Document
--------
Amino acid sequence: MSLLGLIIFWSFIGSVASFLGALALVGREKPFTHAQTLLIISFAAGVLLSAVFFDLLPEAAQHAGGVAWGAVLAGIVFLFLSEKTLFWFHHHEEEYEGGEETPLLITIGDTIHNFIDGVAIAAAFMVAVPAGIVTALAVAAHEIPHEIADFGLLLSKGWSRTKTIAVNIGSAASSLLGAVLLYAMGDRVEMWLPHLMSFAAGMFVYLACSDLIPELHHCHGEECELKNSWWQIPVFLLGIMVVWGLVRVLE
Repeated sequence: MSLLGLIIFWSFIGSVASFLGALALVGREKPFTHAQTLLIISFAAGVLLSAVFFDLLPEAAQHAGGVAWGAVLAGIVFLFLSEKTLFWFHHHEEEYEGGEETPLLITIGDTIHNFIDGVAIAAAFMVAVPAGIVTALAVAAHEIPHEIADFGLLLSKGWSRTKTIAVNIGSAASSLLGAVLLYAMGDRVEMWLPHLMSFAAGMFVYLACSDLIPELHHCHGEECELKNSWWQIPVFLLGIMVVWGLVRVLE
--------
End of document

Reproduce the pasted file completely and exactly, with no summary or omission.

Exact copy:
Amino acid sequence: MSLLGLIIFWSFIGSVASFLGALALVGREKPFTHAQTLLIISFAAGVLLSAVFFDLLPEAAQHAGGVAWGAVLAGIVFLFLSEKTLFWFHHHEEEYEGGEETPLLITIGDTIHNFIDGVAIAAAFMVAVPAGIVTALAVAAHEIPHEIADFGLLLSKGWSRTKTIAVNIGSAASSLLGAVLLYAMGDRVEMWLPHLMSFAAGMFVYLACSDLIPELHHCHGEECELKNSWWQIPVFLLGIMVVWGLVRVLE
Repeated sequence: MSLLGLIIFWSFIGSVASFLGALALVGREKPFTHAQTLLIISFAAGVLLSAVFFDLLPEAAQHAGGVAWGAVLAGIVFLFLSEKTLFWFHHHEEEYEGGEETPLLITIGDTIHNFIDGVAIAAAFMVAVPAGIVTALAVAAHEIPHEIADFGLLLSKGWSRTKTIAVNIGSAASSLLGAVLLYAMGDRVEMWLPHLMSFAAGMFVYLACSDLIPELHHCHGEECELKNSWWQIPVFLLGIMVVWGLVRVLE